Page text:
Massachusetts man killed in freak accident involving deer

Crews work the scene after a deadly car accident involving a deer in Weston, Massachusetts, on Nov. 8, 2017.

WBZ-TV

WESTON, Mass. -- A 76-year-old artist was killed outside Boston Wednesday night in a crash involving a deer that's being described as a freak accident, CBS station WBZ-TV reports.

David Lang's family describes him as always on a journey, which is the title of one of his favorite sculptures.

"Amazing sculptor, but he was an amazing person," Kathleen Lang, his wife of 51 years, told the station. "He truly enjoyed teaching."

Lang returned home on Monday from a trip to Ireland, where he was setting up a show of his photography.

On Wednesday evening, David Lang was driving in Weston when a car traveling in the opposite direction hit a buck, sending it into the air and through Lang's windshield.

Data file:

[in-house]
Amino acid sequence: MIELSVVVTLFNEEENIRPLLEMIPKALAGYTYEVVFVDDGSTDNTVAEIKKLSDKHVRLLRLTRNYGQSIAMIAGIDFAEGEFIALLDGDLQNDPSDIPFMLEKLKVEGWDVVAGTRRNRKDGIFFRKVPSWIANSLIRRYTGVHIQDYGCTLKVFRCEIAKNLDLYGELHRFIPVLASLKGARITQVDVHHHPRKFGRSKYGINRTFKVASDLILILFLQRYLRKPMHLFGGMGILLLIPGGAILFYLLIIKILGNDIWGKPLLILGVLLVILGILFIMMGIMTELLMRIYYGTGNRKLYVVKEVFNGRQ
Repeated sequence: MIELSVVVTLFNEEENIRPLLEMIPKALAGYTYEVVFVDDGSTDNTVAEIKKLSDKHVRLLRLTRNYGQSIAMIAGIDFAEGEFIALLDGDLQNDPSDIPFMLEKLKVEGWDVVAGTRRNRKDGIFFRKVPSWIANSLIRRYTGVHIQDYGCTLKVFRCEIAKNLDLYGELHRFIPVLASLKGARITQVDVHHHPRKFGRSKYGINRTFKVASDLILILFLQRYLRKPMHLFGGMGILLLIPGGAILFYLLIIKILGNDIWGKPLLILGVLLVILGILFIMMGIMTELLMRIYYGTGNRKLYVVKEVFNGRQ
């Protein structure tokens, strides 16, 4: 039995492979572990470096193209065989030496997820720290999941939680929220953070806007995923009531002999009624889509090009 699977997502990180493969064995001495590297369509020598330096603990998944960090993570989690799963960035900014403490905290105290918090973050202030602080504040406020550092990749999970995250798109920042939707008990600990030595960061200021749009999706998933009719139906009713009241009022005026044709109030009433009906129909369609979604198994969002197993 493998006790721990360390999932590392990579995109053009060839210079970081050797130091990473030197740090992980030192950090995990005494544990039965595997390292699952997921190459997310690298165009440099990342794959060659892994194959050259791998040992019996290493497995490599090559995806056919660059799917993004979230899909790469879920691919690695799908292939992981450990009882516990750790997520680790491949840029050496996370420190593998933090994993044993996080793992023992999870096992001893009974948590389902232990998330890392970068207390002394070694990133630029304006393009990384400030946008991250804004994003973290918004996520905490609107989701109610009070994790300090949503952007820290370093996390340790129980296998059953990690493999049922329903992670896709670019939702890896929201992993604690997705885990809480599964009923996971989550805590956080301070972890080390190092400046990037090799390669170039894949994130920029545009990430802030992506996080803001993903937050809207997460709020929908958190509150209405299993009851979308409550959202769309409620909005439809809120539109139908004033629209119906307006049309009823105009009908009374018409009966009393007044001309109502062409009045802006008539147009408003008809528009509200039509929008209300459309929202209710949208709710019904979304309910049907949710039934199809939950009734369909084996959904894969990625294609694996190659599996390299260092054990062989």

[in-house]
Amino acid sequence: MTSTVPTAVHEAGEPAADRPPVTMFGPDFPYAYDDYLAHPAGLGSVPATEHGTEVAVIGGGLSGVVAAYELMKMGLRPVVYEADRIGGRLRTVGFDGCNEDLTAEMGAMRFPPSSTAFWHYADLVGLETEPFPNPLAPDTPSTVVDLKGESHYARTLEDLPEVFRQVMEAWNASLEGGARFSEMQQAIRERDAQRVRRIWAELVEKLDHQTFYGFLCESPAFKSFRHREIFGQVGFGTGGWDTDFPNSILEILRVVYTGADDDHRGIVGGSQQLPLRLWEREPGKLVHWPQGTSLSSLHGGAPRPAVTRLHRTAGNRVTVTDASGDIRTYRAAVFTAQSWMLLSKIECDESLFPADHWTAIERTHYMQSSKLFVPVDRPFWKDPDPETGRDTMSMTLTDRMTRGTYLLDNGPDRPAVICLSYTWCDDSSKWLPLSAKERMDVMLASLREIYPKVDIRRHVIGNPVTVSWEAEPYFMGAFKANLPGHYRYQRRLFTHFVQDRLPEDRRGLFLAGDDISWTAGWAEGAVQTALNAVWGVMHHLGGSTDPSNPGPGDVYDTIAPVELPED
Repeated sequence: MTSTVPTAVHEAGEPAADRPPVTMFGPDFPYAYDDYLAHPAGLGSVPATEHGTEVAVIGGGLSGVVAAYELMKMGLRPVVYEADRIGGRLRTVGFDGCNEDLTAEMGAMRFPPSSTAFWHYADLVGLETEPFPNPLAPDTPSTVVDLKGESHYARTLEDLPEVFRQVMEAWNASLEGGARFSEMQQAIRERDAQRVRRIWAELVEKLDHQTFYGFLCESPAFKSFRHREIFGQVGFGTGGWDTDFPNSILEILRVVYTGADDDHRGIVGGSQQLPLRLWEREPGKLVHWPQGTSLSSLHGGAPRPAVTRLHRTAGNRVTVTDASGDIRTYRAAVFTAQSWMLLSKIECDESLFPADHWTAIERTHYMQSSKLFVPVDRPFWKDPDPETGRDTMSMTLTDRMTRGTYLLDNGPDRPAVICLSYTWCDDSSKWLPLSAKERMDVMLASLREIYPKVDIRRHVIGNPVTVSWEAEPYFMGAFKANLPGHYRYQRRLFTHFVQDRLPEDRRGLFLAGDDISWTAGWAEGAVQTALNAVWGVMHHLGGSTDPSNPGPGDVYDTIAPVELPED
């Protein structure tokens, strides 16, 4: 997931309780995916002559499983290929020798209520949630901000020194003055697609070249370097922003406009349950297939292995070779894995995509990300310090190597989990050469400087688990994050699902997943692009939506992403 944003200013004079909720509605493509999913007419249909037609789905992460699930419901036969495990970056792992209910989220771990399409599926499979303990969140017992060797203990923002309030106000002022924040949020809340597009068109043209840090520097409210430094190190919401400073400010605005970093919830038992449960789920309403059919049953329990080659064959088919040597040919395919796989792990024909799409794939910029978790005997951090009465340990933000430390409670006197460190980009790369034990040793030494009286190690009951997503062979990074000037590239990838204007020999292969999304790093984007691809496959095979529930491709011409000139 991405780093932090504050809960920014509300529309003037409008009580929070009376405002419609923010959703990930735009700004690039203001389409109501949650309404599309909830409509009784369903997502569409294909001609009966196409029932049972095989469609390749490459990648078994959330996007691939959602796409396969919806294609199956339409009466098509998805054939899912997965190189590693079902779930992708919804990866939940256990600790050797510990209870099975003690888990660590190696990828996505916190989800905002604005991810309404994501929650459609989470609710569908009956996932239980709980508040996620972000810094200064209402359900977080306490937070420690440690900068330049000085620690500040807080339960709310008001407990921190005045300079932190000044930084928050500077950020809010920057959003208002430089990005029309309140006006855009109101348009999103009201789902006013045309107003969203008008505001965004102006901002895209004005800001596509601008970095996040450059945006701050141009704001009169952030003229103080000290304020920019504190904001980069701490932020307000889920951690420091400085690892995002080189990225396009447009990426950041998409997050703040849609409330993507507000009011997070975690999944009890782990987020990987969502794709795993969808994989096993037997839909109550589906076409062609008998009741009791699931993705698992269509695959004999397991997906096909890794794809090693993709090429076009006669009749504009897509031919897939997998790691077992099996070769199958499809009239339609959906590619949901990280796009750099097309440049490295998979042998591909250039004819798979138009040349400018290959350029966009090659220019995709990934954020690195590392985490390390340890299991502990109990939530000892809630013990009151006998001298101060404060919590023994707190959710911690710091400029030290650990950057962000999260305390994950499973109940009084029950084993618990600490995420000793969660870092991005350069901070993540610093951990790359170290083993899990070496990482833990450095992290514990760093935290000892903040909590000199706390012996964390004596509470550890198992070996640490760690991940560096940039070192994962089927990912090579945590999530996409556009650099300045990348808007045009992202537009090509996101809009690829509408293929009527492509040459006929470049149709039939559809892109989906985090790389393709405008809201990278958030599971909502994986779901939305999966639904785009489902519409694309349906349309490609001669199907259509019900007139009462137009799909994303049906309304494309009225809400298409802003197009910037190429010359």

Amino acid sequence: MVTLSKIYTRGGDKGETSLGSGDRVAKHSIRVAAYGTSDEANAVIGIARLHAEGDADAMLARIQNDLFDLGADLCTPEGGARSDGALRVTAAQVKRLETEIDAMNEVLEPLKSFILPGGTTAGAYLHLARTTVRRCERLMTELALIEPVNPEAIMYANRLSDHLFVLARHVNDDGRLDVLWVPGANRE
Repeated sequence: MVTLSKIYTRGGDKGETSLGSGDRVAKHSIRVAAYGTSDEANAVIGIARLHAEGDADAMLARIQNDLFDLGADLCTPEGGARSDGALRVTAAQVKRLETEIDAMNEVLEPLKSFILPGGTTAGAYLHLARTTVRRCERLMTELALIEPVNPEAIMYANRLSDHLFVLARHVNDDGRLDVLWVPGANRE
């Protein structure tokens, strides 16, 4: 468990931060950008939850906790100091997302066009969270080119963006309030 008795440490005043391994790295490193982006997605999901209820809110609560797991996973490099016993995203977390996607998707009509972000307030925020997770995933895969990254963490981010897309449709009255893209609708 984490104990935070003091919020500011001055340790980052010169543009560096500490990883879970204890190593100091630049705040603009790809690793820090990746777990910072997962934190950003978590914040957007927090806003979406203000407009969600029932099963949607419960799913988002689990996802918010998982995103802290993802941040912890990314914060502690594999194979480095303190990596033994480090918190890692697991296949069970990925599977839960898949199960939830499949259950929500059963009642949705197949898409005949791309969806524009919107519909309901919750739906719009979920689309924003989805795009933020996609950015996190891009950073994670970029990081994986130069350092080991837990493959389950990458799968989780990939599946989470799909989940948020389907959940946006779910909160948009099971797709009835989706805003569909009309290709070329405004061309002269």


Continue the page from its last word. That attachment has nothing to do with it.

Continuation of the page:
Dying in a car accident involving a deer is exceedingly rare. In Massachusetts, there's been only one other case in the past 34 years, and the circumstances were the same.

"They are looking for does to mate with, and they are a lot less aware of what's going on around them," said Marion Larson of the Massachusetts Division of Fisheries and Wildlife.

Each year there are 7,000-10,000 car accidents involving deer in the state, but this is the time of year to really watch out for them.

"This time of year the likelihood of seeing a deer or striking a deer with your car is pretty high because it's the breeding season," Larson said.

Deer-mating season runs from mid-October through mid-November. They are out during dusk and dawn, which also coincides with heavy commute times. Larson said motorists who see a deer in the road shouldn't swerve, just brake.

Michele Grzenda of the Weston Conservation Commission said Weston has a deer population that is considered fairly large. The population is 25 deer per square mile with the goal being 6-8 per square mile. In 2012, the town started deer hunts on conservation land to thin the herd.

David Lang was always aware, consumed by taking in the world and trying to express it, his wife said.

"Not an armchair person at all, but to be part of sort of a freak occurrence in terms of how it happened is believable with him," Kathleen Lang said.

She said her husband would be want to be remembered as a mentor, parent and grandparent.